(CINCINNATI, Ohio) The Cincinnati region’s leading child care resource and referral agency will announce Wednesday the beginning of a $2 million fundraising campaign to create the Institute for Early Childhood Excellence, an initiative that will dramatically increase the knowledge and skills of early childhood educators and lead to better-prepared and more successful school-aged children.

4C will announce its campaign, Bright Beginnings, Brighter Futures: A Campaign for All Children, at 4 p.m. at its future home, 1924 Dana Ave. Mayor Charlie Luken, and other local dignitaries, board members, friends and supporters of 4C are expected to attend. Children from the Richard E. Lindner YMCA will also visit, wearing child-sized hard hats and learning about construction terms and equipment.

4C’s plan calls for a centralized institute that offers a tiered system of coursework to area child care providers, aimed at improving the education and skills they bring to the classroom. Better-educated caregivers will provide care of greater quality, enhancing the emotional and cognitive development of children in child care settings.

“Early learning and child care facilities play a critical and integral role in preparing our community’s children for school readiness,” said James A. Miller, president and CEO of Bartlett & Co., and chairman of the Bright Beginnings campaign. “4C”s mission is to make certain that those who provide these services are up to the task. By supporting 4C, we are supporting the future of our community. The payback will be both tangible and meaningful.”

Through on-site training, distance learning, coaching, career counseling and research and evaluation, the Institute will reach at least 2,000 area caregivers who care for approximately 16,000 children. The institute will be a vehicle to:

• Train and mentor teachers and child care providers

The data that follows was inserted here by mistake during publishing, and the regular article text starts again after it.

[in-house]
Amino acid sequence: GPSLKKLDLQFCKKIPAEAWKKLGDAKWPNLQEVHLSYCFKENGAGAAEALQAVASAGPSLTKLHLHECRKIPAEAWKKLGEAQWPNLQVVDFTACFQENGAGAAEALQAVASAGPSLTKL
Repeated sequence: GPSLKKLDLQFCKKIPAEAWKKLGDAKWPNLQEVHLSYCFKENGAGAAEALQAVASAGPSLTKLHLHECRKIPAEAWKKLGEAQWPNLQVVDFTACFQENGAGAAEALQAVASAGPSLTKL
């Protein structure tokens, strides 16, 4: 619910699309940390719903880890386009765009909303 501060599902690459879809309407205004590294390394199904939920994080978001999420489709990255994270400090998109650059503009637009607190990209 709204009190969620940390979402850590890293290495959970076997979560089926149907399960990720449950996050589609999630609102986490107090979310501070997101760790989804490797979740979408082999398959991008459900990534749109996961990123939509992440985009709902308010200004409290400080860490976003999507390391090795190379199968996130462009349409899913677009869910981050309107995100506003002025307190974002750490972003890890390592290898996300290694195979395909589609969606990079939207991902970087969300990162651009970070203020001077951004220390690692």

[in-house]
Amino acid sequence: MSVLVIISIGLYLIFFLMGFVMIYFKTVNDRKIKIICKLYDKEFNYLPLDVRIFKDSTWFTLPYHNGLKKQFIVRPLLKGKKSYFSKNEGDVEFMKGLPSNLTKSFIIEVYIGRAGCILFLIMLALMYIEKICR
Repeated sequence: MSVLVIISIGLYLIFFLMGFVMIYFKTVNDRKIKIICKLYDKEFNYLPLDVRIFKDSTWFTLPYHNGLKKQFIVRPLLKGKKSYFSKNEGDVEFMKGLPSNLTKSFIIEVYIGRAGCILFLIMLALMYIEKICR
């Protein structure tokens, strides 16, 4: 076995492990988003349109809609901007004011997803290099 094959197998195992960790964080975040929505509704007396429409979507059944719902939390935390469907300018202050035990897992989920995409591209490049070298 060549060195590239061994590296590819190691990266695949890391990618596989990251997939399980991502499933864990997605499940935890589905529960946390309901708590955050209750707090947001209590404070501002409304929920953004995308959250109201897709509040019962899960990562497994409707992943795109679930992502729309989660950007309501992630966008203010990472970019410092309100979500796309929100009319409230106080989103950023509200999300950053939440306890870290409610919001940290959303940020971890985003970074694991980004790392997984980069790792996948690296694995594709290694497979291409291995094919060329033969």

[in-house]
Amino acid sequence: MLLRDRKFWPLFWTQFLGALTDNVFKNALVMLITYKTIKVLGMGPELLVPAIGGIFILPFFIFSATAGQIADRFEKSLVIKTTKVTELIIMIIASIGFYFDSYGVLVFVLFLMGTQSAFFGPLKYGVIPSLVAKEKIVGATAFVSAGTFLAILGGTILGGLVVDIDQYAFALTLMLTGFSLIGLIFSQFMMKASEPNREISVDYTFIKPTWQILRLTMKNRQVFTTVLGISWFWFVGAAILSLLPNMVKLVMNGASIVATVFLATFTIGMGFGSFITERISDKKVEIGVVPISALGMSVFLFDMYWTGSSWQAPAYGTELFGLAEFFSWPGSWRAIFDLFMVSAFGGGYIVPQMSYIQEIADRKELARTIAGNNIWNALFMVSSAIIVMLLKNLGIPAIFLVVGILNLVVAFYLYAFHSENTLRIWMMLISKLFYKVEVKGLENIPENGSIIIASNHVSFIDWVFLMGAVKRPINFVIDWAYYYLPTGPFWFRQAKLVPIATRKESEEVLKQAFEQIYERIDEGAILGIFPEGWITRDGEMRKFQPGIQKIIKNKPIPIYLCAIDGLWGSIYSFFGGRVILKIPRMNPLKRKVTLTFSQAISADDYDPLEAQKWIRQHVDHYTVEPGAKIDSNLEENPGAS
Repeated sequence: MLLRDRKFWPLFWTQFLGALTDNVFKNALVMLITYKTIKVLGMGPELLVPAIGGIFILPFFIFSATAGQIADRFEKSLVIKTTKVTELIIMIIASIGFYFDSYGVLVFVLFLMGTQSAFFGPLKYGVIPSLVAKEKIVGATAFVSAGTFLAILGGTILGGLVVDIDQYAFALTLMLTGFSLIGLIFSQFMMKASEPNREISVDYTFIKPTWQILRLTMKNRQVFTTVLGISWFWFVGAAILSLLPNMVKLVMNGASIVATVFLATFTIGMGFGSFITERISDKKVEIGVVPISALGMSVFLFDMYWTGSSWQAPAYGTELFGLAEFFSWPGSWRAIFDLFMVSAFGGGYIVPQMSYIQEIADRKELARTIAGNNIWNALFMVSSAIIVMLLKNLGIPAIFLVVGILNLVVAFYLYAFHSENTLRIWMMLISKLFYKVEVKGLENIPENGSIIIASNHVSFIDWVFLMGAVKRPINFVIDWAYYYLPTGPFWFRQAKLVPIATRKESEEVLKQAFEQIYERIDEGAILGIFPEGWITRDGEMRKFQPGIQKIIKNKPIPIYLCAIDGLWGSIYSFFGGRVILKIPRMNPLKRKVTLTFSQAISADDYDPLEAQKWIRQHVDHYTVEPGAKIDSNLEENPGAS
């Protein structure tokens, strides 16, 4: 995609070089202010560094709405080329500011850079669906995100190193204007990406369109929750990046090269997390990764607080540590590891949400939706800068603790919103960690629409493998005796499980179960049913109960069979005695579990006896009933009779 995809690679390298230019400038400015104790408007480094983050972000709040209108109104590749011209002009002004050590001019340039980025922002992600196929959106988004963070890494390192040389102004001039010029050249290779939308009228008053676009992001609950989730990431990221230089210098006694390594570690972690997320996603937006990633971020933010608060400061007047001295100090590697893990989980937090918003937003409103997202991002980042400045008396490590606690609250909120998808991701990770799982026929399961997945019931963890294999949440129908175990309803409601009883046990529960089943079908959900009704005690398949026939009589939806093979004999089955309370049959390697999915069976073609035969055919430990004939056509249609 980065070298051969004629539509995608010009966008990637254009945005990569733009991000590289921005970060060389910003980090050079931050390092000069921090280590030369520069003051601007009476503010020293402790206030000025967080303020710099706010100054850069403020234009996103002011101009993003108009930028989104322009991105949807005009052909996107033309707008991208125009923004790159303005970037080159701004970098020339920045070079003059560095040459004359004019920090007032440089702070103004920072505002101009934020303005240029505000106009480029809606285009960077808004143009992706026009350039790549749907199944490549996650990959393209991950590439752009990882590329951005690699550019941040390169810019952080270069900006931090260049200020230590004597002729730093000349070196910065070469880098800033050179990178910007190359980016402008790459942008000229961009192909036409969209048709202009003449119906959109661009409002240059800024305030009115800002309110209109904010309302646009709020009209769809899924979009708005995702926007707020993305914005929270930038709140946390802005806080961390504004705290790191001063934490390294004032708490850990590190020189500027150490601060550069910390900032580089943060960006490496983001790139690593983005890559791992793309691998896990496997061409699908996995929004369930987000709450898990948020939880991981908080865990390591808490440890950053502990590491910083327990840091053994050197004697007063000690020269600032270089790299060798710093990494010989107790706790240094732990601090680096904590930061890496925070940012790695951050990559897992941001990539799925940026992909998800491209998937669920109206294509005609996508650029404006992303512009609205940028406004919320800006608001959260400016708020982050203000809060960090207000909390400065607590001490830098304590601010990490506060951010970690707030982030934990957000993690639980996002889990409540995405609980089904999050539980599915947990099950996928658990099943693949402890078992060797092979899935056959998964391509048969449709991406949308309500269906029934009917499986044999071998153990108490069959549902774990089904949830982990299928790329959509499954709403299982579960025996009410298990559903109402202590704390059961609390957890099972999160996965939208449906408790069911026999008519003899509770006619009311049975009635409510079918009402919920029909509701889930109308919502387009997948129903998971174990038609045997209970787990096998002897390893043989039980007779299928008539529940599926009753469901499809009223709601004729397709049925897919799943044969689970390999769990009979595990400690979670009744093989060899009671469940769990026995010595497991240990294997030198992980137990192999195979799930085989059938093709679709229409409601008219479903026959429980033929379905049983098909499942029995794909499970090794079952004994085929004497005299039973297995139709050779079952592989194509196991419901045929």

• Coordinate a community-wide network of early childhood initiatives
• Promote licensing, certification and quality ratings
• Provide educators, parents, employers, public officials and others with information on child care options, early childhood education and child development
• Advocate for the importance of professionalism in the field of early childhood education

“We have an incredible opportunity to improve the future for children throughout Greater Cincinnati,” said Sallie Westheimer, executive director of 4C. “A child’s brain develops more in the first three years of life than at any other time. It is critical that we reach them early and offer an environment where they can prosper.”

She also comments, “Well-prepared teachers and care providers will improve the early learning experiences of our children and better prepare them to tackle the challenges they face when they enter school.”

While hairdressers, manicurists and dog groomers are all required to be trained and licensed; teachers and aides in child care settings are permitted to work without credentials and training. Yet, according to recent predictions, children is full-time child care from infancy through age five spend as much time in that setting as they will spend in school from kindergarten through graduation.

4C, founded in 1972 by a coalition of agencies and funders committed to child care, has worked for more than 30 years to improve the care provided to Cincinnati-area children.
“The work 4C does in our community is critical and has become even more important in this time of shrinking resources,” said State Sen. Mark Mallory, D-Cincinnati and a member of the 4C Advisory Council.

4C serves five Ohio counties (Hamilton, Warren, Butler, Clermont and Clinton) and eight in Northern Kentucky. In 2003, the agency:

• Offered 805 professional development courses to 13,085 participants
• Provided training and technical assistance to 5,916 child care providers
• Recruited, trained and supported 214 new child care providers
• Helped 8,003 families find licensed and legally-operating child care centers and homes near their work or home.

4C also administers child care subsidy programs for local and state governments and the Child Nutrition Program, which feeds more than 2,400 low-income children each month.